You probably know that recycling is important. We are constantly confronted with statistics about how much post-consumer waste ends up in landfill, and the effects this has on the environment.

As well as the issue of what to do with rubbish once it fulfills its purpose, there’s also the environmental factor around the production of plastics, packaging and other single-use items.

Let’s take a quick look at how recycling helps the environment, and some other things we can do to be mindful around disposal of our rubbish and waste.

Environmental benefits of recycling


Put very simply, the act of recycling reduces the amount of waste going to landfill. This is positive in many different ways – there’s a reduction of harmful chemicals and toxins leaking from landfills into the local ecosystem, for one thing.

Recycling also allows post-consumer waste to go on and have another life, meaningless raw materials have to be extracted to make items from scratch. This lowers emissions of greenhouse gasses. Natural resources such as timber, water, and minerals are conserved with lower demand for raw materials.

How to recycle as much as you can at home

Though it may feel overwhelming to contemplate just how much recyclable waste ends up in landfill, there are some very simple steps you can take at home to reduce your environmental footprint and ensure you are recycling as much as possible.

Yellow recycling bin


Your local council likely empties your yellow lidded recycling bin weekly or fortnightly. You should aim to utilize this service as much as possible – but be mindful. Just one incorrect or contaminated item in the load can lead to the whole collection being sent to landfill. Make sure you know the ins and outs of your recycling bin so that you are using it properly.

Can go in your yellow bin:

  • Cardboard such as egg cartons, milk cartons, cereal boxes
  • Glass such as wine bottles and sauce jars
  • Aluminum such as soft drink cans
  • Rigid plastics such as plastic milk bottles or yoghurt containers
  • Paper such as newspapers, magazines and office paper

Ensure all lids have been removed, and every item is clean and dry before placing it in your yellow bin.

Can’t go in your yellow bin:

  • Soft plastics such as plastic bags
  • Aerosols
  • Coffee cups
  • Greasy pizza boxes
  • General household waste
  • REDcycle program

This program is a great initiative that is reducing the volume of soft plastics ending up in landfill all across Australia. Bundle up your soft plastics (e.g. plastic bags, snack wrappers, bread bags) and drop them in a collection bin at your local Coles or Woolworths store.

Many items of soft packaging now have the REDcycle logo on the back, letting you know they are accepted. REDcycle are doing amazing things to send post-consumer waste on to have a new life.

Reduce, Reuse, Recycle


While recycling is a vital part of minimizing our environmental footprint, it’s not the full solution. Remember – reduce, reuse, recycle. As consumers, we need to focus on reducing our waste, reusing what we can, and then recycling what is left. We should all be aiming to eliminate how much waste we accumulate before we get to the recycling stage.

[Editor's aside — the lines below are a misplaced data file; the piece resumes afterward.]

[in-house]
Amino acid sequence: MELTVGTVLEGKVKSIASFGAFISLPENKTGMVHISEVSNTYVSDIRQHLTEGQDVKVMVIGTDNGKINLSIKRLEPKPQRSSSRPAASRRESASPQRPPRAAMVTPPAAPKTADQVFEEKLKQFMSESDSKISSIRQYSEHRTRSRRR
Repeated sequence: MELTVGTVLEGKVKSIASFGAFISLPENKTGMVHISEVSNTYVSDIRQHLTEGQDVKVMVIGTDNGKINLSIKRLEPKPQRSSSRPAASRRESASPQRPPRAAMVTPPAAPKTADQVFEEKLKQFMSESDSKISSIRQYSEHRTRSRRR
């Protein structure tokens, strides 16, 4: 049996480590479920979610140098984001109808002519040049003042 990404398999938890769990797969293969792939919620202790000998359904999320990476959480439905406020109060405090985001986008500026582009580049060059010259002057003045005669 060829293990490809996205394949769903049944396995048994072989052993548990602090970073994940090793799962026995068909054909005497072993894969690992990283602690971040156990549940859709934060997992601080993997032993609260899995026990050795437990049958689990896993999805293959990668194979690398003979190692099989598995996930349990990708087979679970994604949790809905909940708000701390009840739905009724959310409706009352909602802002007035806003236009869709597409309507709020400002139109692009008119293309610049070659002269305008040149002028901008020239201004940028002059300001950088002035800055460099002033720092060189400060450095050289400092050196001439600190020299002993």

Minimize the use of single-use items as much as possible. Take a reusable coffee cup with you for your morning caffeine hit, and make sure you always have a metal straw and reusable cutlery in your bag for when lunchtime comes around. Take reusable shopping bags with you to the supermarket, or if you forget, load the shopping directly from your trolley into the boot of the car.

Consider making swaps around the house for reusable solutions, such as cloth nappies instead of disposable, or reusable cloths instead of single-use paper towels. Once you start making the swap to reusable it becomes very easy, and you’ll find they’re preferable to disposable items.


One man’s trash is another man’s treasure. If you have no use for something anymore, find someone that will. Donate unwanted clothing and household items to charity shops, or do a clothing swap with your friends. If an item breaks, try to fix it before throwing it out and replacing it.

Check with your local kindergarten or daycare centres who are always on the lookout for resources to use for arts and crafts. They’d probably be overjoyed to take all those empty egg cartons, glass jars, and cereal boxes off your hands so they can make something special.

Other mindful waste disposal


Mindful disposal of waste goes beyond recycling. There are many items that aren’t recycled in your local council bins, or that perhaps can’t go on to have another life through a charity shop. We all need to be more conscious about how we throw things away – there is no such thing as ‘away’, afterall – it all needs to go somewhere.

When it comes to the disposal of household or industrial waste beyond the scope of your local council bins, you should consider teaming up with a waste disposal company that openly shares their company values around mindful waste disposal.

Hiring a skip bin or organising a bulk rubbish collection through a third party is a convenient way of clearing out unneeded waste, but you should do your research on the company first. Make sure you know what their policy is around recycling, and how they dispose of the items that can’t be recycled.

If you’re looking for a skip bins company, ask the questions around their waste disposal ethos before booking in. Reducing waste, reusing what we can, and recycling what can be recycled – these are all simple, easy steps we can all take to help out this planet that we call home.